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Ahmar Mahboob
Department of Linguistics
University of Sydney

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This paper explores the relationship between World Englishes and Higher Education by focusing on the meaning
making resources used by “users” of different varieties/dialects of World Englishes. The results of the study indicate
that if we focus on the “uses” of language in particular contexts, we find patterns of similarities that are shared by
speakers of diverse varieties of World Englishes. These findings support the broader literature on genres that show
that language patterns on use—that is, patterns in language relate to specific contexts of use. In such contexts, the
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identity of the user seems to be less important than the purpose or use of the text. It is this “use” dimension of World
Englishes that is explored in this paper using SFL as an informing linguistic theory. The paper shows that such studies
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can lead to interesting new ways of looking at variation across Englishes and that they can contribute greatly to our
ability to use World Englishes research in our work on education, linguistics, and socio-economic development.

educational linguistics, SFL theories of genre, uses-user complementarity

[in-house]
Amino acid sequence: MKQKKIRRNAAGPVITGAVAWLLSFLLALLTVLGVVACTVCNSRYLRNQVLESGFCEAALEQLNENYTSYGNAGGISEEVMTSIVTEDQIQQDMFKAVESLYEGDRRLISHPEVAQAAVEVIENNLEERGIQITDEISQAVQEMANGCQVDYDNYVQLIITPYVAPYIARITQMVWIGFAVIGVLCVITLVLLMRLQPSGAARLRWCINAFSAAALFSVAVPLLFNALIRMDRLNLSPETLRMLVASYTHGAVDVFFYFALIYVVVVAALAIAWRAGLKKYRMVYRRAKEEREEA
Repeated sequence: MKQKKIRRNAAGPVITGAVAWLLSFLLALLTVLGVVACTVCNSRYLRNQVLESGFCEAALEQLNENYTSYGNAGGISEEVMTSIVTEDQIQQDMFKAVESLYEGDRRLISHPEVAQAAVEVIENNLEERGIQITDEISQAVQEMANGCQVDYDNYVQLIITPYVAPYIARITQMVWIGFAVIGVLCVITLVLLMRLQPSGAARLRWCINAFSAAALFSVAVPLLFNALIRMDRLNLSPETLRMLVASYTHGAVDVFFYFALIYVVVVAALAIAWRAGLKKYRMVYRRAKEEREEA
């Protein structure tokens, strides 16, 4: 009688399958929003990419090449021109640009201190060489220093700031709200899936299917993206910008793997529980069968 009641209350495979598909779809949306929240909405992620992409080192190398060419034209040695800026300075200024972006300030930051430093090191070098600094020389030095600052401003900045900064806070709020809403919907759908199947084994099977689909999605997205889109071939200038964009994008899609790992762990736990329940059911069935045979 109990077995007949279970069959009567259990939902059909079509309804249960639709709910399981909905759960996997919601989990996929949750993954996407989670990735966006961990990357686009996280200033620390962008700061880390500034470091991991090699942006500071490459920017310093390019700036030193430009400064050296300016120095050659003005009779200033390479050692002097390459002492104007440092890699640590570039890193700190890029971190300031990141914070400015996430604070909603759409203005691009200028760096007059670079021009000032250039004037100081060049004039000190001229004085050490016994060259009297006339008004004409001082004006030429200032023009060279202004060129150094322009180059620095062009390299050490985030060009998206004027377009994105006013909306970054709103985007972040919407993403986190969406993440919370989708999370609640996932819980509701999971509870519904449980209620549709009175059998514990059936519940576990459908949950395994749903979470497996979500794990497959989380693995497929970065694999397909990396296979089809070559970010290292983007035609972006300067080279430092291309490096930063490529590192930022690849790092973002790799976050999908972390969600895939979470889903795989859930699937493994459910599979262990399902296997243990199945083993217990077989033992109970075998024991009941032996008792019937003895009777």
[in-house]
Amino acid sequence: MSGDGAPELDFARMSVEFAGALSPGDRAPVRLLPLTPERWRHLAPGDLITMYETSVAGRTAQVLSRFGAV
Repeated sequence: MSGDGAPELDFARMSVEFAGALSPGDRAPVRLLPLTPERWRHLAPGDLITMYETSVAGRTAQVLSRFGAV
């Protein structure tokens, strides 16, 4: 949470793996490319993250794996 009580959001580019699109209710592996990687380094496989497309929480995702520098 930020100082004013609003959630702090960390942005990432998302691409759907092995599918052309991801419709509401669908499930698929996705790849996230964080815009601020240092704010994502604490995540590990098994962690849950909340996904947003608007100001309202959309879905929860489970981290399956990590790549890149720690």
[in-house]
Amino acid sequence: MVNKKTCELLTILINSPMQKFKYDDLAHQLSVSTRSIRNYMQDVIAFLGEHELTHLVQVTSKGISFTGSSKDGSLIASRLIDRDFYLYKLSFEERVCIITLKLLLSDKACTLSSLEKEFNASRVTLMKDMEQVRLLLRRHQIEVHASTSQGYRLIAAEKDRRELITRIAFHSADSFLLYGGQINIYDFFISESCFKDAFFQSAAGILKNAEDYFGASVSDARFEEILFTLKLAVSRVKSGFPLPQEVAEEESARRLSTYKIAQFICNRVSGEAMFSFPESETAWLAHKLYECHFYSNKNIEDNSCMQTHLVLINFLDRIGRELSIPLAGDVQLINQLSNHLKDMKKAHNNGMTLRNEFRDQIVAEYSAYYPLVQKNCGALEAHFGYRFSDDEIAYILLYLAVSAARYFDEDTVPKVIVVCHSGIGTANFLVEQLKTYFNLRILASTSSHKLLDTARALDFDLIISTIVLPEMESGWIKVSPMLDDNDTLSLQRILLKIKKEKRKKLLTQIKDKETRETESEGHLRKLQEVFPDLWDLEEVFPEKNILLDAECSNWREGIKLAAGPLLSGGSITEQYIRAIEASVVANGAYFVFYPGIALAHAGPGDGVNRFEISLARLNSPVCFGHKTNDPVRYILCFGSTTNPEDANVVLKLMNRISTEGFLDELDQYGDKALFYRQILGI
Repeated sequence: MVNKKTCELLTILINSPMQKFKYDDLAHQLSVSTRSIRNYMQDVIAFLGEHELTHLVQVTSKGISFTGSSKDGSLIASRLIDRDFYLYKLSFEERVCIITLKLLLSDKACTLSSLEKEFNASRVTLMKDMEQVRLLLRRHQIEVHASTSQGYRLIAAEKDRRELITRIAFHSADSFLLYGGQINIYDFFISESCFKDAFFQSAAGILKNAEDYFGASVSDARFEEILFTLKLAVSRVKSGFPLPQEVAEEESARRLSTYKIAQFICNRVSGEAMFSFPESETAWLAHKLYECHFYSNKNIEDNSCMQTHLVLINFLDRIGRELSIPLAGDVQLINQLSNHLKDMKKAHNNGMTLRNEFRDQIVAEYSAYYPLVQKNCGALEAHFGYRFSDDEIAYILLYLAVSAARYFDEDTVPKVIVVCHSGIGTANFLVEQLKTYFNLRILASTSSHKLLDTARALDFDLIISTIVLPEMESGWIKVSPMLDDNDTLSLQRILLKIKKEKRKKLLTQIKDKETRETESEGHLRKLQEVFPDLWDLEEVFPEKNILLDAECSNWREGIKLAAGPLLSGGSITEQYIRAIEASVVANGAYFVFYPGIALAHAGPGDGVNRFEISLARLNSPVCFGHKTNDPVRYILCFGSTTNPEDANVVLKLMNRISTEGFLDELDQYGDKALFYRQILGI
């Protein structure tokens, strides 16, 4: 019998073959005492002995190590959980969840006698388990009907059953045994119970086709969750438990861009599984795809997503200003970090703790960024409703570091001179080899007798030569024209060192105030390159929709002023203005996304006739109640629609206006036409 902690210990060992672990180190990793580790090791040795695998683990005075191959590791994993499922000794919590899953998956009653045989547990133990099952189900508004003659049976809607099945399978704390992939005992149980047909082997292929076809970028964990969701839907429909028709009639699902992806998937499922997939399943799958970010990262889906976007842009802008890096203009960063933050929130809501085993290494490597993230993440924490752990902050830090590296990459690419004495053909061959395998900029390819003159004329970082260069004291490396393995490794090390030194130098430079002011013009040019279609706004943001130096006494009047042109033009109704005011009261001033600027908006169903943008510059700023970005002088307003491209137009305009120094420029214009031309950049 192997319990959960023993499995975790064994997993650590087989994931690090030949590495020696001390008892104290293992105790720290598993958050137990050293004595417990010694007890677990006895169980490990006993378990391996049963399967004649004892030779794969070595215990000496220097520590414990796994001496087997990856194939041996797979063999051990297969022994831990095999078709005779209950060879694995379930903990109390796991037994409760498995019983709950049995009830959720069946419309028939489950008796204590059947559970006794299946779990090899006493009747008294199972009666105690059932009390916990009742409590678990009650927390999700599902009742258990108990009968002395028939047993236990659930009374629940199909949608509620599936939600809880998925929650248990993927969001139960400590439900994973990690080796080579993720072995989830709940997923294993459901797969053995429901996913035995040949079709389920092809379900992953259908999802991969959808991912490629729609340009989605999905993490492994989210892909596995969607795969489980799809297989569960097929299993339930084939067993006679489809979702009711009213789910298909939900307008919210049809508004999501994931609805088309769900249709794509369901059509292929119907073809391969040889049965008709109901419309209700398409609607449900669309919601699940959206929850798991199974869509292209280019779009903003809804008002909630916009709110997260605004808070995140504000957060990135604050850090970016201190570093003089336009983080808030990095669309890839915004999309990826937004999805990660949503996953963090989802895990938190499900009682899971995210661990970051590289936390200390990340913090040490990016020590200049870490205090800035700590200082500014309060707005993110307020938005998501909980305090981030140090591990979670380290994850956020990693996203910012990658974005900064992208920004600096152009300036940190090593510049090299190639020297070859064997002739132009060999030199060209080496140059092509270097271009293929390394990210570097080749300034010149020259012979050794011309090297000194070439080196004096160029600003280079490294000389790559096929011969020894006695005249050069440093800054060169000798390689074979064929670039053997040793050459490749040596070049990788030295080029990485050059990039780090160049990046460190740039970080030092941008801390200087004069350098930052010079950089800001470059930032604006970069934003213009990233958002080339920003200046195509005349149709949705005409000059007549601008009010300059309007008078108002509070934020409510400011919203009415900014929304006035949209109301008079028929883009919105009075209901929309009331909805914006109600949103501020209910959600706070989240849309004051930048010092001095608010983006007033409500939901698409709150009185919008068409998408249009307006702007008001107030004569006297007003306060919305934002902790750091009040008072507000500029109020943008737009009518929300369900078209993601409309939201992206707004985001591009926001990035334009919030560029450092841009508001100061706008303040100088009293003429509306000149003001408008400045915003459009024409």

About the author
Ahmar Mahboob is Senior Lecturer in the Department of Linguistics at the University of Sydney. Ahmar has published
on a range of topics including: language teaching, teacher education, language policy, educational linguistics,
and World Englishes. Ahmar is the co-editor of Questioning Linguistics with Naomi Knight (2008), Studies in Applied
Linguistics and Language Learning with Caroline Lipovsky (2009), The NNEST Lens: Nonnative English Speakers in TESOL
(2010), and Appliable Lingusitcs (2010) with Naomi Knight. Ahmar is the Associate Editor of the journal Linguistics and
the Human Sciences.
Author’s note
I would like to thank Ezster Szenes for helping out with the data analysis used in this paper.

This paper is one attempt to explore the meaning making resources used by “users”
of different varieties/dialects of World Englishes in the context of higher education. The
purpose of doing this is to explore if and how language varies in the context of higher
education and what, if any, implications this has to teaching and learning of English in
these contexts. The paper will argue that language variation can be studied from a “user”
perspective and a “uses” perspective and that the literature on World Englishes has so far
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